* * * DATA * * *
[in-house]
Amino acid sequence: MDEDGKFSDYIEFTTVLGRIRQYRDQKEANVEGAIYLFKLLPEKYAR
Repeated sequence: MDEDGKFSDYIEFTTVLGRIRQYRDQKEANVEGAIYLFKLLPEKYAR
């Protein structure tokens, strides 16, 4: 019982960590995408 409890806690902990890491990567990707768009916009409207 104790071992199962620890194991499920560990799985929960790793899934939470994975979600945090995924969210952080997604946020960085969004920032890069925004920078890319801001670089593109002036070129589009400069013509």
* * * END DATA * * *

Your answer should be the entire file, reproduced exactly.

[in-house]
Amino acid sequence: MDEDGKFSDYIEFTTVLGRIRQYRDQKEANVEGAIYLFKLLPEKYAR
Repeated sequence: MDEDGKFSDYIEFTTVLGRIRQYRDQKEANVEGAIYLFKLLPEKYAR
């Protein structure tokens, strides 16, 4: 019982960590995408 409890806690902990890491990567990707768009916009409207 104790071992199962620890194991499920560990799985929960790793899934939470994975979600945090995924969210952080997604946020960085969004920032890069925004920078890319801001670089593109002036070129589009400069013509």